Crippling Belief #5: You’re a writer (nothing more)

Many writers take enormous pride in what they do, and rightfully so.

We use nothing more than little splotches of ink to communicate with people across the globe.

We speak the unspeakable. We snatch ephemeral ideas from the air and bring them to life on the page.

It’s delightful. Amazing. Humbling.

But if you think it’s your only responsibility, you are horribly mistaken.

The best way I know to explain it is, imagine a mother carrying a child for nine months, religiously taking care of her body, doing everything a good mother does, and then the day she delivers it, she leaves the hospital and sets it on the side of the road. “Goodbye, sweet thing,” she says. “It was a pleasure, but now I have other things to do,” and then she walks away.

It’s a horrifying thought, right?

Yet, as writers, it’s something we do every day. We finish working on a piece, publish it, and then prop our feet up, praising ourselves for a job well done. “Finally, I’m finished,” we think. “On to the next project.” And then we watch from afar as it struggles to gain attention, weakens, and finally dies.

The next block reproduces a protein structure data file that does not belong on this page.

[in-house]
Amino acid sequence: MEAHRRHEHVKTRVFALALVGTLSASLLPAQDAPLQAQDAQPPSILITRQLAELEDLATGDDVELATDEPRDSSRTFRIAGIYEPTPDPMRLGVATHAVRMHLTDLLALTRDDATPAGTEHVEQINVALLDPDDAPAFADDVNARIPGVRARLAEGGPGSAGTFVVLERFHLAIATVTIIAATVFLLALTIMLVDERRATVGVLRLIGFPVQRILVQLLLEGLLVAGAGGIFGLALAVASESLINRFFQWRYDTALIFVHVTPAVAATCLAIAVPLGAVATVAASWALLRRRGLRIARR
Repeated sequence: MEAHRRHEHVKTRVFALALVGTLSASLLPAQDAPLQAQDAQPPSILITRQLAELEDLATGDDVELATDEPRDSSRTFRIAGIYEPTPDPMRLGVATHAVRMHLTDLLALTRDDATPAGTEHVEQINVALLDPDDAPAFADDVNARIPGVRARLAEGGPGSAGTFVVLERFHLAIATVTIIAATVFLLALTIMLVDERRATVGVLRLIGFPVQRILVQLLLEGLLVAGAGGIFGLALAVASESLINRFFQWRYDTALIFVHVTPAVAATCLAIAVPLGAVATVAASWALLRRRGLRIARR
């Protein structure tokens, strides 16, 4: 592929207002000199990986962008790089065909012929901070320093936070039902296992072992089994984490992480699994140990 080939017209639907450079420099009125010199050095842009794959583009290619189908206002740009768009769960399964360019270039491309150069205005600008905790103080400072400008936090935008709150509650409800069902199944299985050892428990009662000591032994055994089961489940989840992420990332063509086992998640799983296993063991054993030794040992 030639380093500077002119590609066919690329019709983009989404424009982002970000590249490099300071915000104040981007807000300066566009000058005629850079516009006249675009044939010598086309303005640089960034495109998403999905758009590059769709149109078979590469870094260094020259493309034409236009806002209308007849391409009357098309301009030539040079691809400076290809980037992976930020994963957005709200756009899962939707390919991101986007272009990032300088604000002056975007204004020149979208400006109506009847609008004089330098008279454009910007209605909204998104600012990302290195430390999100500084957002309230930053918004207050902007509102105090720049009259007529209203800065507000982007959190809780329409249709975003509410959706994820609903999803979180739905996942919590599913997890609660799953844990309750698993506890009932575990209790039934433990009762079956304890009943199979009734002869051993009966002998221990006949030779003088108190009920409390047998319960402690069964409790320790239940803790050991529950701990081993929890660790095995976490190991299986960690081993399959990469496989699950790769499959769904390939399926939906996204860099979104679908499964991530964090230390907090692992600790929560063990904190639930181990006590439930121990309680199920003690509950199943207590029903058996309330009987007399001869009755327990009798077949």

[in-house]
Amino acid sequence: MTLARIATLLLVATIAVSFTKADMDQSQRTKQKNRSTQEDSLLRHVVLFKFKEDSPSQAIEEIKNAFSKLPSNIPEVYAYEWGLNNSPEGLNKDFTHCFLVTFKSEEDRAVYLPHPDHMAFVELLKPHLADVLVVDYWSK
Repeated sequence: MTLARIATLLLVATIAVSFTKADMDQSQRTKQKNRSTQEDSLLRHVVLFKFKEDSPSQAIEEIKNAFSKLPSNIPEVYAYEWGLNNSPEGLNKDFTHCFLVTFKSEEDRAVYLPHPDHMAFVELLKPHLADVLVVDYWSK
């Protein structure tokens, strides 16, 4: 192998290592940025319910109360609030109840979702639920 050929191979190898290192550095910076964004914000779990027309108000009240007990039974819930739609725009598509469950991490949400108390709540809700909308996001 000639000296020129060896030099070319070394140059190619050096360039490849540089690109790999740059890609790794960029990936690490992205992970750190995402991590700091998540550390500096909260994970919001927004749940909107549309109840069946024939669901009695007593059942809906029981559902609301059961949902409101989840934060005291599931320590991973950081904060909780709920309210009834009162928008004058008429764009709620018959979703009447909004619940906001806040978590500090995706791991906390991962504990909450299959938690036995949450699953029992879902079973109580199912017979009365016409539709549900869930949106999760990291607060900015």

It’s a morbid metaphor, I know, but this point is absolutely essential for you to understand:

If you want to be successful, you can’t be a writer and nothing more.

You also have to be a constant caretaker, a shameless promoter, a fearless champion. You have tofight for your ideas the way a mother fights for her children.

Your job isn’t over the day you publish. On the contrary, it’s just beginning. More than likely, you’ll spend weeks, months, and years fighting to get your words the attention they deserve, and it’ll be the most tiring, nerve-racking, and yet unquestionably rewarding experience of your life.

Don’t neglect that responsibility. Don’t try to outsource it to someone else. Don’t rob yourself of the experience.

The truth is, the joy of writing isn’t the writing itself. It’s seeing your ideas spread. It’s seeing them touch other people. It’s seeing them take root within the minds of those people, where they continue to grow into something more wonderful than you could have ever imagined.

Do you want that?

If you do, then be more than just a writer. The world already has enough of those.

What we need are more warriors. What we need are more heretics. What we need are wordsmiths with the courage to change the world.

Words aren’t just words, you see. They’re the medium through which writers accomplish change.